The Iowa Senate has unanimously voted to require that school officials in Iowa conduct annual drills for dealing with emergencies like natural disasters and “active shooter scenarios.”
The requirement would apply to state-accredited private schools as well as public schools. Senator Tim Kraayenbrink of Fort Dodge says this bill was drafted before February’s mass shooting at a Florida school, but he says that tragedy “reinforces” the need for it.
“The main thing that motivated us, I think, as a bipartisan senate to move this is that 88 percent of our schools do have a plan. Ten percent are ‘high quality’ (and) dig a little bit deeper than just a plan on paper,” Kraayenbrink says. “It goes through the training.”
The bill that passed the senate requires school officials to coordinate with local law enforcement and conduct a yearly active shooter drill in each school building.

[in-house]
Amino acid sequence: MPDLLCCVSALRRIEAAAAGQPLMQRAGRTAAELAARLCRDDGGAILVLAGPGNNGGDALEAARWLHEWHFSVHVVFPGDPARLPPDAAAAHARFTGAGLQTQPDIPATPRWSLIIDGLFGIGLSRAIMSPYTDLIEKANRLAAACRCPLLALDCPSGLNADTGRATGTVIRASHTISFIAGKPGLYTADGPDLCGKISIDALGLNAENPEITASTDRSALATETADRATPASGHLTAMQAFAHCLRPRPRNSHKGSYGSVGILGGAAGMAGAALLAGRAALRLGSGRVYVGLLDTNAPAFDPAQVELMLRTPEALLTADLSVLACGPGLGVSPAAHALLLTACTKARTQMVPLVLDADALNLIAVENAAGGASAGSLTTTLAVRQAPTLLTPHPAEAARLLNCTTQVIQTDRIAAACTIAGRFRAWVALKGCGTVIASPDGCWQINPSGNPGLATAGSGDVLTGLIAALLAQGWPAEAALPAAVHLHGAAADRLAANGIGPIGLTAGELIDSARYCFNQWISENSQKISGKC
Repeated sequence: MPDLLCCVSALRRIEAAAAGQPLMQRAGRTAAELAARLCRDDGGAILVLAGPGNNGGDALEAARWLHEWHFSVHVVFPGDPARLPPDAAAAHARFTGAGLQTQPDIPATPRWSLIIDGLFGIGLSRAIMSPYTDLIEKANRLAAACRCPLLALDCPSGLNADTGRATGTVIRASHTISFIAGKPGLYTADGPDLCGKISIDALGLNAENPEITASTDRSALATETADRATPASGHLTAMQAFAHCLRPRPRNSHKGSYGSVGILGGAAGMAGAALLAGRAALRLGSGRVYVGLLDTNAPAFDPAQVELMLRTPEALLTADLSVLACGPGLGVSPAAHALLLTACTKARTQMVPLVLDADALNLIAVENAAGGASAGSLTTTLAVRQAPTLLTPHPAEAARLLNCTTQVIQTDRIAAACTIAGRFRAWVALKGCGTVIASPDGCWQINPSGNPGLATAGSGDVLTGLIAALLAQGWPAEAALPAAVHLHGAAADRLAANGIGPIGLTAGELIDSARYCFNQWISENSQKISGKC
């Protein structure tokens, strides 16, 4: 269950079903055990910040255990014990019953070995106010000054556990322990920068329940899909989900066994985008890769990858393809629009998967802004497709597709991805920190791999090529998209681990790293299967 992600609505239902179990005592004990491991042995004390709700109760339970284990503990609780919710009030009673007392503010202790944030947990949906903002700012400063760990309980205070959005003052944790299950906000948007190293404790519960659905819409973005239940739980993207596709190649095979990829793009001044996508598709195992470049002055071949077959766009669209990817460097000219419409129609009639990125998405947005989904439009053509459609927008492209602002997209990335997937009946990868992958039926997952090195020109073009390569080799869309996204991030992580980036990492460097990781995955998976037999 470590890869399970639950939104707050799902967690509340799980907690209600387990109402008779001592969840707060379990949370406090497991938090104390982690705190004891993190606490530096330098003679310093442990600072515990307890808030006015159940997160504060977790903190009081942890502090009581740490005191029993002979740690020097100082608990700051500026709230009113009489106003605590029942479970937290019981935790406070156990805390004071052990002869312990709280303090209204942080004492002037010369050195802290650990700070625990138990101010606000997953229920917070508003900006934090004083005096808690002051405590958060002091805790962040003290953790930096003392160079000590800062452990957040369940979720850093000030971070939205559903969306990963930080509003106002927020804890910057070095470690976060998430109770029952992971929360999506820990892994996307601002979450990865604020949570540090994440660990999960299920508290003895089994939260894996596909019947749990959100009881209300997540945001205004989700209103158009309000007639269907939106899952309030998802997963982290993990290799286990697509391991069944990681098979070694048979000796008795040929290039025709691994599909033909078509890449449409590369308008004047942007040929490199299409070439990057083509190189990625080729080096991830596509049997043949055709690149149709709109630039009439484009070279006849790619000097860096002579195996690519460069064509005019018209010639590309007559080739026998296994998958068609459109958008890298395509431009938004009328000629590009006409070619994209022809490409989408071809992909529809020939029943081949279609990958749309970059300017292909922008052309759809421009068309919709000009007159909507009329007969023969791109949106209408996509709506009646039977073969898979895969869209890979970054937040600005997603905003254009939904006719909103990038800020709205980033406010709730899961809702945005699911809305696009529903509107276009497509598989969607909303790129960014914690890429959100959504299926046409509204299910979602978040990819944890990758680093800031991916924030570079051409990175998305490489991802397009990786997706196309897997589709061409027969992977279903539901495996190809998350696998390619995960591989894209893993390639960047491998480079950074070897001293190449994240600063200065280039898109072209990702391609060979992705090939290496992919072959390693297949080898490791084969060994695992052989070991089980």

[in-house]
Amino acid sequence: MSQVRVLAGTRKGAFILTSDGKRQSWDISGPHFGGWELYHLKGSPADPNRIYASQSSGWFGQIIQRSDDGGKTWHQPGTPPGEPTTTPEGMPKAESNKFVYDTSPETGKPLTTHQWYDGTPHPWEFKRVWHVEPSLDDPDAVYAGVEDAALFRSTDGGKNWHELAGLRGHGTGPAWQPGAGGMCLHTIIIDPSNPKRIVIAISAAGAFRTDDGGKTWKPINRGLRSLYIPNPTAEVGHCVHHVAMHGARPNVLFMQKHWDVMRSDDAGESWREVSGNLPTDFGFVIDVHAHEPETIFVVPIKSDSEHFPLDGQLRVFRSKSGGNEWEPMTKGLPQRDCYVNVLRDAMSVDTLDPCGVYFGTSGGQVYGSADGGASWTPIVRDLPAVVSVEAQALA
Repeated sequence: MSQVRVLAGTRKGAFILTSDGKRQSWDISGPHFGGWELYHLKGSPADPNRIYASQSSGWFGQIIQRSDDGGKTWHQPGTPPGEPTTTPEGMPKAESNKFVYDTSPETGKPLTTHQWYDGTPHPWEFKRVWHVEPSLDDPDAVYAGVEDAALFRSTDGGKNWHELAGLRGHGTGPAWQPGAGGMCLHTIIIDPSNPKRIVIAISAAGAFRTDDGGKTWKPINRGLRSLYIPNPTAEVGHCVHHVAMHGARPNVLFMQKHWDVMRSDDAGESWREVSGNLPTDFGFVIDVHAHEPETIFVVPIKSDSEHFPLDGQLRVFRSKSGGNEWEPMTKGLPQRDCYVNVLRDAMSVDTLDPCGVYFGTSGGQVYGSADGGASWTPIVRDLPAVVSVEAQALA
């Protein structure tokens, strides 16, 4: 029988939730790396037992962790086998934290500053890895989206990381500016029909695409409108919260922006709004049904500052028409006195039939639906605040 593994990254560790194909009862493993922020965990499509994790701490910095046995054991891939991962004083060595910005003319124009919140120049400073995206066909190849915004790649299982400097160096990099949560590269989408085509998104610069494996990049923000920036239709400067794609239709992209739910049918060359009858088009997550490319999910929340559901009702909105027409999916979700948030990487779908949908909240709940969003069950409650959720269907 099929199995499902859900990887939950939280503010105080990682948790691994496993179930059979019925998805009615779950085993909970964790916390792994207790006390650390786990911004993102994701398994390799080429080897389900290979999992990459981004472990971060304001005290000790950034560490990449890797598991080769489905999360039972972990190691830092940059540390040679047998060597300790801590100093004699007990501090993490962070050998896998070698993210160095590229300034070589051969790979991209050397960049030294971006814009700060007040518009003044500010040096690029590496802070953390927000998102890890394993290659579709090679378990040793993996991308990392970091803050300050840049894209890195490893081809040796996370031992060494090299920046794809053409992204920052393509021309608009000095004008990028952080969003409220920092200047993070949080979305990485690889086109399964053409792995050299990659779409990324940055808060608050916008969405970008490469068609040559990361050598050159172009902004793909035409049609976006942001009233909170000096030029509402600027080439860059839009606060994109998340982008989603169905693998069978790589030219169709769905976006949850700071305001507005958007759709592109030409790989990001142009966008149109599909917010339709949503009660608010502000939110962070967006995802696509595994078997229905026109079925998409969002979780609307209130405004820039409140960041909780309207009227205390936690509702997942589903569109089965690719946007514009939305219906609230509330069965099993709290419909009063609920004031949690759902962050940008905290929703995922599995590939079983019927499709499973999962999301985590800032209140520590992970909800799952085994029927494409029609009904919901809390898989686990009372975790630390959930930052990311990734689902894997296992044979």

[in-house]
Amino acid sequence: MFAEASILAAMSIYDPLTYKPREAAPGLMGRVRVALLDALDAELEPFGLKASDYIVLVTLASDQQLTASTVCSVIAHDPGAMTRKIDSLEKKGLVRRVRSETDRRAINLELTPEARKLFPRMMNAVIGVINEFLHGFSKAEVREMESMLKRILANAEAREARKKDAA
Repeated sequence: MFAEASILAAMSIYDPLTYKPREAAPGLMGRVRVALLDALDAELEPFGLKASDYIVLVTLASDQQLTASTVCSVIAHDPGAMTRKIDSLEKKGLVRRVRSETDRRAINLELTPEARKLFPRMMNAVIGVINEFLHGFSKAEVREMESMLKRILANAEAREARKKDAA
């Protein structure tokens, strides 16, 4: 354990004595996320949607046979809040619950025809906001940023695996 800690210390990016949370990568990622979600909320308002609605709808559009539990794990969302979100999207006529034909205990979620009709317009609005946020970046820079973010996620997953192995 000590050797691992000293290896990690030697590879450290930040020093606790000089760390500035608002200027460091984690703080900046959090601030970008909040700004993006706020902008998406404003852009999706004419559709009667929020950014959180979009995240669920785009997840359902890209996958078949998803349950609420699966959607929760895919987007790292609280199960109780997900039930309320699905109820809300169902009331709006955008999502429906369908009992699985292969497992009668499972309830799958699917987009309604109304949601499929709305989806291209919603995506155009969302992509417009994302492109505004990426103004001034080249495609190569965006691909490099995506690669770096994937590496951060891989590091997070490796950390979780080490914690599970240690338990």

“It’s no different than having a controlled burn fire for the fire department. It gives them practice on something that they eventually may have to experience,” Kraayenbrink says. “This also gives our police departments and sheriffs’ departments that practice they need on something that hopefully we won’t experience, but, if we do, at least they know the outlay and what’s happening in the school systems.”
Students would not be required to participate in any drill.
“We felt that a lot of the students would be traumatized because of it,” Kraayenbrink says. “…Another reason we tried to keep the bill narrow is children might be sharing this information more outside of the realm of the school.”
According to Kraayenbrink, senators were concerned students might inadvertently talk about details of school safety plans that might be exploited by people considering a shooting at a school. The bill passed the Senate earlier this week. It must clear the House as well and be signed by the governor before these requirements would take effect.